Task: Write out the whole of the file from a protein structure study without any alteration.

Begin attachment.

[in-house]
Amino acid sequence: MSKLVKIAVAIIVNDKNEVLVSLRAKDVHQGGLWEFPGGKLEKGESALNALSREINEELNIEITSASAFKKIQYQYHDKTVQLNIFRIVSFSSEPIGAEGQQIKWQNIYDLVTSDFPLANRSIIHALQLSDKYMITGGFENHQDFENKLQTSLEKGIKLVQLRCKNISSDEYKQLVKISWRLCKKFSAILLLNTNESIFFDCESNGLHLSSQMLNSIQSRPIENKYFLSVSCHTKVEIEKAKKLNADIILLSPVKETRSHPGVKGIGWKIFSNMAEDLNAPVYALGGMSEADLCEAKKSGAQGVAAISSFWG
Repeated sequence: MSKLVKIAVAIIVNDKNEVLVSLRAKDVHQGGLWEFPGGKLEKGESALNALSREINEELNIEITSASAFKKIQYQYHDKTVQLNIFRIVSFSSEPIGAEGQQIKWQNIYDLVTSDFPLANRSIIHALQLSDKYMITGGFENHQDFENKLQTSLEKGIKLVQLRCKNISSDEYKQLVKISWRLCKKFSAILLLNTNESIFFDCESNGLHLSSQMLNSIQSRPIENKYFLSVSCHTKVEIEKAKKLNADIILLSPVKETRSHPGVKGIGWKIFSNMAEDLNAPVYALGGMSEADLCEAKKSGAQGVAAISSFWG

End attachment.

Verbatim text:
[in-house]
Amino acid sequence: MSKLVKIAVAIIVNDKNEVLVSLRAKDVHQGGLWEFPGGKLEKGESALNALSREINEELNIEITSASAFKKIQYQYHDKTVQLNIFRIVSFSSEPIGAEGQQIKWQNIYDLVTSDFPLANRSIIHALQLSDKYMITGGFENHQDFENKLQTSLEKGIKLVQLRCKNISSDEYKQLVKISWRLCKKFSAILLLNTNESIFFDCESNGLHLSSQMLNSIQSRPIENKYFLSVSCHTKVEIEKAKKLNADIILLSPVKETRSHPGVKGIGWKIFSNMAEDLNAPVYALGGMSEADLCEAKKSGAQGVAAISSFWG
Repeated sequence: MSKLVKIAVAIIVNDKNEVLVSLRAKDVHQGGLWEFPGGKLEKGESALNALSREINEELNIEITSASAFKKIQYQYHDKTVQLNIFRIVSFSSEPIGAEGQQIKWQNIYDLVTSDFPLANRSIIHALQLSDKYMITGGFENHQDFENKLQTSLEKGIKLVQLRCKNISSDEYKQLVKISWRLCKKFSAILLLNTNESIFFDCESNGLHLSSQMLNSIQSRPIENKYFLSVSCHTKVEIEKAKKLNADIILLSPVKETRSHPGVKGIGWKIFSNMAEDLNAPVYALGGMSEADLCEAKKSGAQGVAAISSFWG